by Tasnim Ahmed, High School Student History Intern
The seafarer bares no family or town news until the events have become history, sees no movies, has little amusement of any kind, and all is stale from repetition; what wonder that these men are mentally hungry most of the time? —“The Story of the American Merchant Marine Library Association,” 1923.
In days gone by, life at sea could be monotonous. With limited opportunities for distraction from work, a seafarer who yearned for entertainment had to wait until the ship reached stable land in port. Among the services SCI has offered over the years, one of the most beloved was the Joseph Conrad Memorial Library.
Created in memory of the great novelist Joseph Conrad (originally Józef Teodor Konrad Nałęcz Korzeniowsk), the Memorial Library became the only library of its kind devoted entirely to mariners. Conrad, a seafarer himself, authentically captured the story of sailors in his novels. Having left his native Poland at a time of strife to move to England, Conrad became a renowned writer who made a major impact on both the literary and seafaring communities.
Chairman Ashley Spark and Honorary Chairman Edmund L. Baylies headed the committee that organized the creation of the library. The library not only honored the memory of Conrad but also provided seafarers the opportunity to read and write—activities for which they had few resources while out at sea for long periods of time. John E. Berwind, chairman of the Building Fund Campaign Committee, wrote in The Lookout from November 1926, “And it is in the reading and writing rooms that they relax and satisfy that desire to exchange words and thoughts with their loved ones in far off ports.” Within days of that publication, construction began on the reading room of the Seamen’s Church Institute building at 25 South Street encompassing the entire third floor.
Much of the funding for the project came from donations by readers of The Lookout and other affiliates. The project required $50,000 for establishing the library and procuring the necessary materials and another $50,000 for the library’s upkeep after completion. Fundraisers included events such as bridge parties, with people encouraged to bring friends, charging $1.25 per player and $5 for a table.
SCI formally opened the library on May 24, 1934, ten years after Conrad died. During the ceremony, the notable American journalist Christopher Morley recalled his memories of Conrad. Others delivered remarks, including the late author's wife Mrs. Jessie Conrad, Harry G. Armstrong, Muirhead Bone, Richard Curl and Alan Villiers.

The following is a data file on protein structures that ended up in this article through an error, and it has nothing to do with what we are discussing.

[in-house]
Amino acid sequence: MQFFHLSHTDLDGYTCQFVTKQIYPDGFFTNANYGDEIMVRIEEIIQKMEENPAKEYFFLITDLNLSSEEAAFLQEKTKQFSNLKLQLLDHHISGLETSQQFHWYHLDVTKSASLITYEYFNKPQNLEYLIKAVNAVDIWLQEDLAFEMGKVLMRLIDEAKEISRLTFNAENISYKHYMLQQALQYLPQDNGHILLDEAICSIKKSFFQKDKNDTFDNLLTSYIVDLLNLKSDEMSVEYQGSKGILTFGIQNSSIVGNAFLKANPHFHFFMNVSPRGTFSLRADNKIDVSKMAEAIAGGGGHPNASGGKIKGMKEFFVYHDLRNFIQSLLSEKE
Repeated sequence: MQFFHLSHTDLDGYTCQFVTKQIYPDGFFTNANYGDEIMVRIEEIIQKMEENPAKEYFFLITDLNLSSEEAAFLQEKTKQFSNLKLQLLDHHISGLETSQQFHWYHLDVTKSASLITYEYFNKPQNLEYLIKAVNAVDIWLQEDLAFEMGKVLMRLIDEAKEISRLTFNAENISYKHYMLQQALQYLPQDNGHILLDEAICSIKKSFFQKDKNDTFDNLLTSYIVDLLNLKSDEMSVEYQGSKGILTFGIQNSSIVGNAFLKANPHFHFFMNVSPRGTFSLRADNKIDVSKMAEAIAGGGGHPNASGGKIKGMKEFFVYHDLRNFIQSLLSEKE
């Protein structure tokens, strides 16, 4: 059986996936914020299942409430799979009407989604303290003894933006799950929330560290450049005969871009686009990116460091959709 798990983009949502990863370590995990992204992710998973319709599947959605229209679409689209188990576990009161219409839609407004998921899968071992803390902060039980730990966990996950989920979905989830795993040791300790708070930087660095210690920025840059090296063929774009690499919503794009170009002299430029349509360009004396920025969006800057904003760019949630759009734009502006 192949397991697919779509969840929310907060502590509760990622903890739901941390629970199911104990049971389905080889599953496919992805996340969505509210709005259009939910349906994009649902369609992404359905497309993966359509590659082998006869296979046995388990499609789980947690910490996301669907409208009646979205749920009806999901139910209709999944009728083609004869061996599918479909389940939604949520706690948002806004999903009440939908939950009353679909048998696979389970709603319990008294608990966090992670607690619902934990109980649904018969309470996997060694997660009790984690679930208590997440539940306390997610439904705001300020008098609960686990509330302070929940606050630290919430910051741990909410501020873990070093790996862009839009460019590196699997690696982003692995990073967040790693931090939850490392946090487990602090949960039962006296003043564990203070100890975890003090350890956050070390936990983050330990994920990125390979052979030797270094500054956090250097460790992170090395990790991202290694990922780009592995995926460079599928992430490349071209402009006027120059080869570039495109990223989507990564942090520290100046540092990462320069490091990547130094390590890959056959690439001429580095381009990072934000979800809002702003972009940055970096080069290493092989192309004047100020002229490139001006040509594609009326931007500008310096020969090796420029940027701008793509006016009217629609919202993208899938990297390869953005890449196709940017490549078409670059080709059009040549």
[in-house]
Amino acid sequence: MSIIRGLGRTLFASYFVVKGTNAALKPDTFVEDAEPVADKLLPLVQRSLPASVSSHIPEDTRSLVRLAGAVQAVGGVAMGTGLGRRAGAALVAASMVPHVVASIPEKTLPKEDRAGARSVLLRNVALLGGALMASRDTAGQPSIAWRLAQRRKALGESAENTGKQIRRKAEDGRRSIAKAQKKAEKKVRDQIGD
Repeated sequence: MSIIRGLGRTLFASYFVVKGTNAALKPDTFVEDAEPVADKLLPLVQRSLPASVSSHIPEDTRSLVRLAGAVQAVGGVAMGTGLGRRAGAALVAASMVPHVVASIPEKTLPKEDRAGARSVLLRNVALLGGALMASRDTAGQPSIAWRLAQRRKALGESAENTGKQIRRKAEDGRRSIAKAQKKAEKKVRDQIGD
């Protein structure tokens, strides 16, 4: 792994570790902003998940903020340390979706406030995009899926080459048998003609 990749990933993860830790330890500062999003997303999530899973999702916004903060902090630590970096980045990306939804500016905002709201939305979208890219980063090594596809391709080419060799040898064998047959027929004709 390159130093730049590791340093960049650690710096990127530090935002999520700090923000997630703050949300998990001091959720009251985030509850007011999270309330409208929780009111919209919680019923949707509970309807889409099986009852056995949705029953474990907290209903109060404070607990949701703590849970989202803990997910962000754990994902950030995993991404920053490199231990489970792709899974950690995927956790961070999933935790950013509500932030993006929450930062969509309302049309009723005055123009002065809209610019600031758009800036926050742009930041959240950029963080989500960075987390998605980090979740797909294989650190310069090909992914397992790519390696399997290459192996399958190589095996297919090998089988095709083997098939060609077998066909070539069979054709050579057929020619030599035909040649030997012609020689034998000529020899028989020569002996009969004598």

The library displayed items from George T. Keating’s collection of Conrad’s original work. Much planning went into the appearance of the library itself, with paintings and portraits lining the walls, among them a painting by Charles Robert Patterson of the Torrens, Conrad’s last ship. A ship’s figurehead, carved in the shape of Conrad’s profile by English sculptor Dora Clarke, became the central piece of the library.
Following its opening, the library became a regular stop for seafarers. In 1962, it welcomed over 64,000 visitors to peruse its 7,000 volumes. Most seafarers requested books on geometry, trigonometry and engineering in order to improve their ratings. Few read novels concerning the sea, deriding the fictitious accounts as inaccurate and sensational.
While the library proved to be very helpful for seafarers between jobs, those at sea longed for books to read. This inspired Mrs. Henry Howard to found the American Merchant Marine Library Association (AMMLA, also known as “The Public Library of the High Seas”) with the mission to place “floating libraries” aboard ships. The American Library Association (ALA) had previously maintained a seamen’s library organization; however, following the armistice after World War II, all ALA activity related to sailors halted. Following protests from seafarers, Mrs. Howard created the AMMLA, which received donations of books from the ALA. AMMLA also received much assistance from the Joseph Conrad Library, which generously donated many books to its service. While the Conrad Library closed in 1985, AMMLA continues to operate to this day.